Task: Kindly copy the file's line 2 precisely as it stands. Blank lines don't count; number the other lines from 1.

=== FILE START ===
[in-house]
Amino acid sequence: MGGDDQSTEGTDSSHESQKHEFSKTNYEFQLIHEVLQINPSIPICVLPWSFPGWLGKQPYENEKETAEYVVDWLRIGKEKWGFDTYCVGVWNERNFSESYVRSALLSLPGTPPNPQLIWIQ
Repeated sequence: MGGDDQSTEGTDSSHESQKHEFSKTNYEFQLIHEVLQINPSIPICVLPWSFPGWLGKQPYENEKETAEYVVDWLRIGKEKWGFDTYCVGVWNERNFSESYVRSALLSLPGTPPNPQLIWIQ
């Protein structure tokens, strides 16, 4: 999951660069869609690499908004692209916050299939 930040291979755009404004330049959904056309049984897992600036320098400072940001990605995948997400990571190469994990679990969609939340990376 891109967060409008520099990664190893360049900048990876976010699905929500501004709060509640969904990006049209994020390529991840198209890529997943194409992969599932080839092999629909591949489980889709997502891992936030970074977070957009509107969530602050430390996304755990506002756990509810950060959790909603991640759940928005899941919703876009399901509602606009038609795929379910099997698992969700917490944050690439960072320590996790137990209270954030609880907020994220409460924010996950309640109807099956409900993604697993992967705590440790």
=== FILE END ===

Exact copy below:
Amino acid sequence: MGGDDQSTEGTDSSHESQKHEFSKTNYEFQLIHEVLQINPSIPICVLPWSFPGWLGKQPYENEKETAEYVVDWLRIGKEKWGFDTYCVGVWNERNFSESYVRSALLSLPGTPPNPQLIWIQ